“Police were called to the clinic after reports a man was praying outside.” Unfortunately, this sentence is not satire, but a quotation from a real article in The Age newspaper last week.
The clinic in reference was an East Melbourne abortion clinic, where the Helpers of God’s Precious Infants have kept prayerful vigil for more than 20 years. But new laws which were passed last year and came into force last week criminalise even this type of prayerful presence from being within 150 metres of an abortion clinic.
And on the first day of the new laws, clinic staff were ready to ensure the laws were enforced.
The rhetoric which led to the laws being introduced in Melbourne was that those keeping vigil were harassing women seeking an abortion.
The article from The Age explained that “a bill introduced by Sex Party MP Fiona Patten last year made it illegal for anti-abortion protesters to harass or film people coming or going from abortion clinics, with heavy penalties for those who break the law”.
But that’s actually not true, because harassment or filming of a person going to and from an abortion clinic – or to and from anywhere – was already illegal.
Section 21A of the Crimes Act 1958 (Vic) already prohibited using abusive or offensive words, performing abusive or offensive acts, giving offensive material or leaving it where it will be found, keeping a person under surveillance or acting in any other way that could reasonably be expected to cause physical or mental harm, including self-harm to a person.
Police were called several times each week by clinic staff wanting the vigil-keepers gone, but their behaviour could never be seen as being on the wrong side of even such a broad law. The difference with the new law is that it is not about criminalising actions, but opinions.
Anyone who opposes abortion, however peacefully, is a criminal.
A simultaneous crackdown on prayer is occurring around the country.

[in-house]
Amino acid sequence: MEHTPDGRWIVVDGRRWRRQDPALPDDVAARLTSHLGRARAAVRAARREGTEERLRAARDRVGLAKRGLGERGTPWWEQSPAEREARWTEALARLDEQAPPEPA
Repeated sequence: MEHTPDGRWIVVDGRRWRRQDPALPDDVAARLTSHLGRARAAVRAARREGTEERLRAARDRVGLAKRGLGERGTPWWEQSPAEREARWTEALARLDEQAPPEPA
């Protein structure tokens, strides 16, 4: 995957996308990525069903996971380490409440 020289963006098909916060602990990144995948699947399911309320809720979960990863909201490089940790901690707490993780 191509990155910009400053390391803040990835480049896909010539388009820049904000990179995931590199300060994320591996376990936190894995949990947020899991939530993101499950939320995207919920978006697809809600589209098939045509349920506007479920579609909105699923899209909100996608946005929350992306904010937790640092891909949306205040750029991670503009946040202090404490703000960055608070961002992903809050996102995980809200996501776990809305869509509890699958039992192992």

In Canberra, similar “exclusion zone” laws came into force last month. The archdiocese of Canberra-Goulburn’s Catholic Voice newspaper reported that eight participants in a peaceful and prayerful vigil received an official police warning and were asked to move on, putting an end to a vigil which has been kept on the same Canberra street for 17 years.
A 75-year-old man did not move on after being asked. He told police that a law prohibiting protests did not apply to his behaviour, because he was not protesting but praying. A protest, he said, was directed at other persons while prayer was directed at God.
He was fined $750 (for praying a rosary).
And now a campaign has begun to have these thought-policing laws passed in NSW. Last week, Labor MLC Penny Sharpe announced that she will be introducing a private member’s bill for similar laws in NSW.
Ms Sharpe told media that “women trying to access a reproductive health service should not have to run the gauntlet of people who are seeking to stop them with physical harassment, graphic images and verbal abuse”.
But, as in Victoria, the type of behaviour which Ms Sharpe is using to justify the imposition of an exclusion zone around abortion clinics is already prohibited under the law.
Section 545B of the Crimes Act 1900 (NSW) makes it a crime to use violence or intimidation to compel a person to abstain from undertaking a lawful activity (and abortion enjoys at least a quasi-legal status in NSW).
Ms Sharpe gave an interview about the proposed laws on ABC Radio the day she announced her intentions.
I phoned the program to participate in the talkback component. “What would you like to say?” the lady operating the switchboard asked me.
I told her that I wanted to ask Ms Sharpe what behaviour which wasn’t already covered in section 545B of the Crimes Act she was trying to address. I said that I wanted to suggest to Ms Sharpe that if she believed a prohibition on intimidation was not broad enough to protect people from being harassed, then the appropriate response would be to amend the Crimes Act to make sure that bad behaviour is illegal in any circumstance, and not just around abortion clinics. I said that I wanted to ask her whether she really thought the law did not sufficiently protect people against physical harassment and verbal abuse, or was it more likely that she was seeking to criminalise opposition to abortion. I wanted her to be honest about the proposal, and to stop pretending that it had anything to do with the safety of women.
Unsurprisingly, my question was not chosen to be posed to Ms Sharpe.
But that’s OK, because there will be many more opportunities to ask these questions of her and our other parliamentary representatives as the debate continues. I hope to keep you updated on progress, and on ways you might like to make your voice heard, too.